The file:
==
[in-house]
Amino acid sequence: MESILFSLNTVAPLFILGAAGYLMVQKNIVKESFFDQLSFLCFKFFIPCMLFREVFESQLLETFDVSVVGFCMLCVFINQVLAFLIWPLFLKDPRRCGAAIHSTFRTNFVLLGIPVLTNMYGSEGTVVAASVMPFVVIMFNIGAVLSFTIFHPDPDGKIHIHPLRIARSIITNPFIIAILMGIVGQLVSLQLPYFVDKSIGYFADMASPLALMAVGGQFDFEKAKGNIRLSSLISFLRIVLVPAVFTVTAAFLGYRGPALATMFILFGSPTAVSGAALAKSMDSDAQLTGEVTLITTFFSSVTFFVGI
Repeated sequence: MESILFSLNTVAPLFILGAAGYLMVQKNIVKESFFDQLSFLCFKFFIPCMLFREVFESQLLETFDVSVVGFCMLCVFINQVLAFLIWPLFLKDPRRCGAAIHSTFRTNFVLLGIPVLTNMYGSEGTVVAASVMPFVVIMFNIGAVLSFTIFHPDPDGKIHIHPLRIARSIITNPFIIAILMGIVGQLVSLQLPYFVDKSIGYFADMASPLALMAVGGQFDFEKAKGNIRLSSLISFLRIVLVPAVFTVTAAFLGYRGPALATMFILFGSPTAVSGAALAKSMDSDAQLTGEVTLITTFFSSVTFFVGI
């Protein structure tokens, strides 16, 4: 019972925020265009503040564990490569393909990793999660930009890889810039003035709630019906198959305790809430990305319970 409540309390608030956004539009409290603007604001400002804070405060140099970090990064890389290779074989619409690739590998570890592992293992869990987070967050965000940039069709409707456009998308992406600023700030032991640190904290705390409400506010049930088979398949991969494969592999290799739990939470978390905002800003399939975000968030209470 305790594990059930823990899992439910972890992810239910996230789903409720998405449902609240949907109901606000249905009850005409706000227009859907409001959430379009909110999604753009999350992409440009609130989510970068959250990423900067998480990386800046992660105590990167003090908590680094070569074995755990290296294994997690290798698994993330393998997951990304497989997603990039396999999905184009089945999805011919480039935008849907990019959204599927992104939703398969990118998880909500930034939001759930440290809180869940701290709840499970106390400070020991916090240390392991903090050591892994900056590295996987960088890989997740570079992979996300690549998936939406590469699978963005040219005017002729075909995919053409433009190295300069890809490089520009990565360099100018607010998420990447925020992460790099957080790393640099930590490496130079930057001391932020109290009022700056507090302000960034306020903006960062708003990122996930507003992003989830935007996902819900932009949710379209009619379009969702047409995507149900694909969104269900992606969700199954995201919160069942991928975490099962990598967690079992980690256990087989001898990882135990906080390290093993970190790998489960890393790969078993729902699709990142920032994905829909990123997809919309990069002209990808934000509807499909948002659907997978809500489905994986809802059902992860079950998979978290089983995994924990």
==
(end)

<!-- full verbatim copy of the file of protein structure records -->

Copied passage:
[in-house]
Amino acid sequence: MESILFSLNTVAPLFILGAAGYLMVQKNIVKESFFDQLSFLCFKFFIPCMLFREVFESQLLETFDVSVVGFCMLCVFINQVLAFLIWPLFLKDPRRCGAAIHSTFRTNFVLLGIPVLTNMYGSEGTVVAASVMPFVVIMFNIGAVLSFTIFHPDPDGKIHIHPLRIARSIITNPFIIAILMGIVGQLVSLQLPYFVDKSIGYFADMASPLALMAVGGQFDFEKAKGNIRLSSLISFLRIVLVPAVFTVTAAFLGYRGPALATMFILFGSPTAVSGAALAKSMDSDAQLTGEVTLITTFFSSVTFFVGI
Repeated sequence: MESILFSLNTVAPLFILGAAGYLMVQKNIVKESFFDQLSFLCFKFFIPCMLFREVFESQLLETFDVSVVGFCMLCVFINQVLAFLIWPLFLKDPRRCGAAIHSTFRTNFVLLGIPVLTNMYGSEGTVVAASVMPFVVIMFNIGAVLSFTIFHPDPDGKIHIHPLRIARSIITNPFIIAILMGIVGQLVSLQLPYFVDKSIGYFADMASPLALMAVGGQFDFEKAKGNIRLSSLISFLRIVLVPAVFTVTAAFLGYRGPALATMFILFGSPTAVSGAALAKSMDSDAQLTGEVTLITTFFSSVTFFVGI
């Protein structure tokens, strides 16, 4: 019972925020265009503040564990490569393909990793999660930009890889810039003035709630019906198959305790809430990305319970 409540309390608030956004539009409290603007604001400002804070405060140099970090990064890389290779074989619409690739590998570890592992293992869990987070967050965000940039069709409707456009998308992406600023700030032991640190904290705390409400506010049930088979398949991969494969592999290799739990939470978390905002800003399939975000968030209470 305790594990059930823990899992439910972890992810239910996230789903409720998405449902609240949907109901606000249905009850005409706000227009859907409001959430379009909110999604753009999350992409440009609130989510970068959250990423900067998480990386800046992660105590990167003090908590680094070569074995755990290296294994997690290798698994993330393998997951990304497989997603990039396999999905184009089945999805011919480039935008849907990019959204599927992104939703398969990118998880909500930034939001759930440290809180869940701290709840499970106390400070020991916090240390392991903090050591892994900056590295996987960088890989997740570079992979996300690549998936939406590469699978963005040219005017002729075909995919053409433009190295300069890809490089520009990565360099100018607010998420990447925020992460790099957080790393640099930590490496130079930057001391932020109290009022700056507090302000960034306020903006960062708003990122996930507003992003989830935007996902819900932009949710379209009619379009969702047409995507149900694909969104269900992606969700199954995201919160069942991928975490099962990598967690079992980690256990087989001898990882135990906080390290093993970190790998489960890393790969078993729902699709990142920032994905829909990123997809919309990069002209990808934000509807499909948002659907997978809500489905994986809802059902992860079950998979978290089983995994924990």